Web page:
The Ministry of Human Resources and Emiratisation, under the leadership of the UAE President, His Highness Sheikh Khalifa bin Zayed Al Nahyan, recently unveiled its new labour law. The new law, which effects a plethora of amendments to the existing labour law framework,  

Official sources state that the new law, Federal Decree Law No. 33 of 2021- which replaces its predecessor Federal Law No. 8 of 1980- shall come into effect from 02.02.2022. The official statute is divided into 12 Titles, each dealing with a unique subject matter. The Minister of Human Resources and Emiratisation, Dr. Abdulrahman Al Awar, has said in an official statement that this law has been drafted in accordance with the UAE Government’s vision to create a flexible and competitive business environment at a time the nation is about to embark on its journey towards the next 50 years.

In this article, we are going to explore some of the major highlights of the new law and how they are likely to impact the sector.

Note that the article is prepared for guidance only and specialist legal advice from the employment lawyer qualified to practice in Dubai must be taken on specific circumstances.

Concept of Limited Contract

One of the major changes that the new law has brought forth is the concept of ‘limited contract’. This means that employers will no longer be on an unlimited tenure but instead, it will be for a fixed duration (not more than 3 years) post which the contract shall have to be renewed with the consent of both parties. This concept is expected to lend flexibility to professional spheres as both the employer as well as the employee will have the choice regarding the renewal of the contract. If the employer and the employee continue to perform the contract after its expiry without renewal it will be deemed to be renewed on the same terms as the previous contract.

Additional Leaves

In addition to annual and sick leaves, the new framework under Section 32 has also introduced certain additional circumstances in which leave can be taken.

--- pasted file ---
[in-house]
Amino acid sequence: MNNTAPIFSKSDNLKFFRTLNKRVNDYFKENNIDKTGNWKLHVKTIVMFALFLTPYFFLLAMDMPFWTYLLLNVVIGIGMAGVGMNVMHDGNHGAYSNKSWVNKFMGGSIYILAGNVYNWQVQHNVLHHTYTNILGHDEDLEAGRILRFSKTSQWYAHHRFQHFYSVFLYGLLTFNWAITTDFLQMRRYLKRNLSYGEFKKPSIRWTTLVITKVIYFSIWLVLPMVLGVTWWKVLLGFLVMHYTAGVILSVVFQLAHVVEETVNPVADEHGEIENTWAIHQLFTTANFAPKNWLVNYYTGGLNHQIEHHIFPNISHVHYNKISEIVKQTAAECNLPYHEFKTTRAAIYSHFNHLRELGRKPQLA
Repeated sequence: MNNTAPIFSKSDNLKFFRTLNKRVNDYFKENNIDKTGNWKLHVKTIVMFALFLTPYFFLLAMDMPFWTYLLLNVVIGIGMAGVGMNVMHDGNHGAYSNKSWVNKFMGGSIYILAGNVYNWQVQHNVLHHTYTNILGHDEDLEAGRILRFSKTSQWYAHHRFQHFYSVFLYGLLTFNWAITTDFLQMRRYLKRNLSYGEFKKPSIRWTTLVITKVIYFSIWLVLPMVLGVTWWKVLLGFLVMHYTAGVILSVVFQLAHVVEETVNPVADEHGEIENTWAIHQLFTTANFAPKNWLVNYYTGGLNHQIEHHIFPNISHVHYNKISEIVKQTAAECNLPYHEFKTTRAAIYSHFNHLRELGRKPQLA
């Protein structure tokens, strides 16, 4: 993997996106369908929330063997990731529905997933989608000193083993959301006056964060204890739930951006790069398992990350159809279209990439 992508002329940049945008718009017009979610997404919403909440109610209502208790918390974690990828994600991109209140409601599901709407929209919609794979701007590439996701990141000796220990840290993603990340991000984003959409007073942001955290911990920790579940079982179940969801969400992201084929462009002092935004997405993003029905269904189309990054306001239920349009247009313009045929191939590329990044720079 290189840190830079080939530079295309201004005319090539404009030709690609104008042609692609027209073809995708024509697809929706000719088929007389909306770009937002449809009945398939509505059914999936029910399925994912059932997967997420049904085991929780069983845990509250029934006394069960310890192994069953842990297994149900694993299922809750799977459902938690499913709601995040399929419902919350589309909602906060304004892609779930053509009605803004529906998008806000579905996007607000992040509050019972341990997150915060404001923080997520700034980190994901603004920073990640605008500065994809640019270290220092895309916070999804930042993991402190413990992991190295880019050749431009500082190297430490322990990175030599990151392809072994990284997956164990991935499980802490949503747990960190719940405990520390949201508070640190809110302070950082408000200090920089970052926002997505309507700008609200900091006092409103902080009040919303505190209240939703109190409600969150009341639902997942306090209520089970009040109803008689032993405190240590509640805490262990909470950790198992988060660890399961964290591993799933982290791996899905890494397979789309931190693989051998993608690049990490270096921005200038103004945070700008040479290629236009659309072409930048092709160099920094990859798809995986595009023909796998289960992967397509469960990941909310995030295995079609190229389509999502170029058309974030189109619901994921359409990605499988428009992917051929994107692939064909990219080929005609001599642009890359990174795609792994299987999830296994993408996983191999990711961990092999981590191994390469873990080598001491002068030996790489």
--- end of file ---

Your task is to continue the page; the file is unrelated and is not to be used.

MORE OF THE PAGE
• The new law has for the first time introduced the concept of paternity leave. This provision allows the father to take a leave of 5 days at any point during the six months following the birth of his child.
  • In view of an employee’s emotional well-being, a mourning leave of 5 days shall be granted in case of the death of a spouse, and the same shall be 3 days in case of a parent, child, sibling, grandchild, or grandparent’s demise.
  • For an employee who is currently attending an educational institution in the UAE, a study leave of 10 working days per year shall be provided for such person to take the examinations- provided he has completed a minimum of 2 years of service with his current employer.

Maternity Leave

Compared to the erstwhile provisions, the new law makes an earnest effort to acknowledge the hardships of female workers (especially during and after pregnancy) and attempts to level the playing field. One of the biggest welcome changes has been an added emphasis on maternity leave and additional perks for the pregnant female worker, which is expected to make the transition back to work easier. 

As envisaged by the now amended provisions, the female worker:

  • Shall be entitled to extended maternity leave for a duration of sixty days (with pay for the first forty-five days and without pay for the next fifteen days) including pre-natal and post-natal periods. Furthermore, an additional period of forty-five consecutive or non-consecutive days has been permitted during which the female worker can stay away from work without pay, owing to the illness of the mother or child or as a result of pregnancy or delivery. 
  • Who delivers a sick child or a child with special needs shall be entitled to an additional 30 days’ paid leave commencing from the expiry of maternity leave.
  • Shall, for a period of six months subsequent to the date of delivery, be entitled to two additional rest periods, each for a maximum of half an hour. Furthermore, such rest periods shall be deemed to be a part of working hours and shall not entail any deduction of wage.

Varying Models Of Work

The new law takes cognizance of changing times and accordingly recognizes different models of work or employment. These are as follows:

  • Full-time in which the individual works for only one employer
  • Part-time in which an individual may work for one or more employers on a fixed number of days or for a fixed number of hours.